The Lear Avenue Lights

I was driving the 20-minute commute to Joshua Tree from my home in Twentynine Palms. There was a meeting for work that I had to attend.  Most of the ride is on Highway 62, a four lane highway with a turning lane in the middle. It’s an uninterrupted cruise of 70 mph until I reach Joshua Tree and make a right on one of the light signals.  A traffic light turned red and I slowed to a stop. I looked around expecting to see the familiar landmarks of Joshua Tree. Instead I saw that I was still in Twentynine Palms and was stopped at Lear Avenue.  Lear! The stoplight that was approaching mythic status because of how often it’s installation kept getting pushed back was working. And I was stopped under it.

As I waited I looked at the house on the northwest corner of Lear and Highway 62.  It’s been freshly painted a terracotta shade and its bordering oleander plants have been cut back.  This house has been on the corner of Lear and the Highway for as long as I’ve been coming to Twentynine Palms.  My parents would take us kids out to our cabin in the boonies of Twentynine Palms in the 1980s. Dad drove on Highway 62 with the three of us crammed in the back seat of our 1984 Toyota Tercel for what seemed like an eternity.  The only thing to look at through the windows was desert and an occasional abandoned homestead cabin. When I spotted the house on the corner of Lear and Highway 62, the first sign of civilization since Yucca Valley, I knew we were finally turning off the Highway and were almost to our cabin.

This house is a landmark for the turn-off onto Lear from the Highway.  The owners mounted a pole wrapped with white lights on the top of their chain link fence .  It was the only beacon that marked the intersection of Lear and the Highway in the dark desert night.  It served as a marker for all the Marines turning left onto Lear towards MCAGGC in their caravans at night and a lighthouse for those who turn left on Lear to go home.  Lear is well-traveled both by civilians and the military.

Cars travel fast from Joshua Tree into Twentynine Palms.  Lear is the first major road in Twentynine Palms and cars must slow down from 65-80 mph to make the left turn towards MCAGGC.  The berm on the corner of Lear has many scuff marks and gouges from vehicles over turning the left and hitting the berm instead. A fender or a bumper might be resting over the berm in the dirt as a testimony of an accident.  As the population of Twentynine Palms grew so did the amount of accidents on the corner of Lear and the Highway. It was good when the city announced plans to put up a traffic light. Months turned into years as one obstacle after another got in the way of a traffic light on the intersection of Lear and the Highway.  Wrong parts were ordered and the correct safety equipment such as warning lights weren’t installed. For a long time the lights were erected but they were just there, looking at the oncoming traffic with a blank stare.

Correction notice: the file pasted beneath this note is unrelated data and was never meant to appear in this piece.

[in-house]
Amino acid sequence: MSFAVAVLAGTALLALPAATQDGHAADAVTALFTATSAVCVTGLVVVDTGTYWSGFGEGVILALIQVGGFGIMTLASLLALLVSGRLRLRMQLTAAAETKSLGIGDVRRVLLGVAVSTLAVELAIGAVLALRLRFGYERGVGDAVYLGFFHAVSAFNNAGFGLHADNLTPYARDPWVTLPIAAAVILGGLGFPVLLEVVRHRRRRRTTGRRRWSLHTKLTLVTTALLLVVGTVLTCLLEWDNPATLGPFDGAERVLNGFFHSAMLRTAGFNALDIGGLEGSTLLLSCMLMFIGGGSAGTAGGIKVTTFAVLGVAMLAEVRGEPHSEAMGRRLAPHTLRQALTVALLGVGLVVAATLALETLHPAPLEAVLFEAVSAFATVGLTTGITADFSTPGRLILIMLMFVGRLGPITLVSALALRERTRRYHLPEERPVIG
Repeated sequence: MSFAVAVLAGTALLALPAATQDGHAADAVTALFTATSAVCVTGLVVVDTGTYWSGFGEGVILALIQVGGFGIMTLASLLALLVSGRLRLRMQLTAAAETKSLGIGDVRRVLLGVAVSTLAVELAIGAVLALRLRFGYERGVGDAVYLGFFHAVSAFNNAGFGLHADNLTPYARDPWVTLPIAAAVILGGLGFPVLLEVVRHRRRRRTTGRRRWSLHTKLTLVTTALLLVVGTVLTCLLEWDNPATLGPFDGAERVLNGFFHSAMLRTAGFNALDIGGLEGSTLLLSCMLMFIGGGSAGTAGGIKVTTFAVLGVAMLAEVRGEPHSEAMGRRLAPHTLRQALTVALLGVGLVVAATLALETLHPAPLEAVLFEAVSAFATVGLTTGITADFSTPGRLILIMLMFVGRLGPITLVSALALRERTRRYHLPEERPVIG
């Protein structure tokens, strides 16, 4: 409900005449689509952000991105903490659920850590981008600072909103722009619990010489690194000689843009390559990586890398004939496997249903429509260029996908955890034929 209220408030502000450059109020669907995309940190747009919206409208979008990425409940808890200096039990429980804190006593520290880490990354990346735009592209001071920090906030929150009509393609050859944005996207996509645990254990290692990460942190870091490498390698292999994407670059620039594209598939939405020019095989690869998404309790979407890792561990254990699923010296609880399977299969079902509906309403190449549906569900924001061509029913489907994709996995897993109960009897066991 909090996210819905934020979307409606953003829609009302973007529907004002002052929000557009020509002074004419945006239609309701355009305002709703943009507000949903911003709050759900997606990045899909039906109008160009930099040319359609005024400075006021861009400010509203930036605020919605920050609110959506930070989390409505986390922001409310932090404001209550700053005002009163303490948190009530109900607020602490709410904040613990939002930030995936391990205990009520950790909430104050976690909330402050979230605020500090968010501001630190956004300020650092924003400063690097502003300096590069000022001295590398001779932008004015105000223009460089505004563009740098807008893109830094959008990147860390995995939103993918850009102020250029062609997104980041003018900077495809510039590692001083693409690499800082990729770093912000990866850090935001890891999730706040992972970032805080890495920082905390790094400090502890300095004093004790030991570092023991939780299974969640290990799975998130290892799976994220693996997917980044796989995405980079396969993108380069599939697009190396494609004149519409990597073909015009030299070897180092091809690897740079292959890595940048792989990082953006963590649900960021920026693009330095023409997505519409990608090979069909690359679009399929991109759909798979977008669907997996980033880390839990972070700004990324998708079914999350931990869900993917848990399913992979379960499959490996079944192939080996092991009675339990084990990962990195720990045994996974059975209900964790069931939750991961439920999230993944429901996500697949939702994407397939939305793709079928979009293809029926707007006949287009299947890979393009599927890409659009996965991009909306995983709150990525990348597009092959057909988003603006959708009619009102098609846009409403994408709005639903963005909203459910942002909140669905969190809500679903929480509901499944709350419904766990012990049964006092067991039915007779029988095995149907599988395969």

Now the lights are working.  On the intersection of Lear and Highway 62 I wondered how long the red light would last.  The light was red but there were no cars on Lear anymore. Why am I still waiting here? The light turned green and as I accelerated I reminded myself that I am not in Joshua Tree but in Twentynine Palms still and I have about 15 minutes travel time to get to my meeting for work.

Winter Winds

The winter winds bring us our version of cold-weather living in Twentynine Palms.  The wind brings character into our otherwise predictable and sometimes boring winter days of endless sunshine.  When the winds blow it is not with gentle breezes but with consistent gales. It rushes through the palm trees with a distinct rustling sound.  Flags flap and flutter, furling and unfurling, as the wind whips them around. Open trash can lids hit against the side of the can in an inconsistent rhythm.  It whistles through the holes in the stop sign poles and hums through the electrical wires. It is a cacophony and not a symphony of sound.

Being outside in the cold wind for any length of time is tough but doable.  At a park and rec flag football game during a recent windy evening, the sidelines were filled with parents wearing beanies, sweatshirts, and their biggest jackets.  Some had blankets over their laps as they were watching their sons and daughters play. A few even had a kerosene heater set up in front of them, cranking out heat at the highest setting.  These were the people who have lived in Twentynine Palms for a while. Those who just arrived to Twentynine Palms from much colder climates were watching the game in a sweatshirt and baseball cap.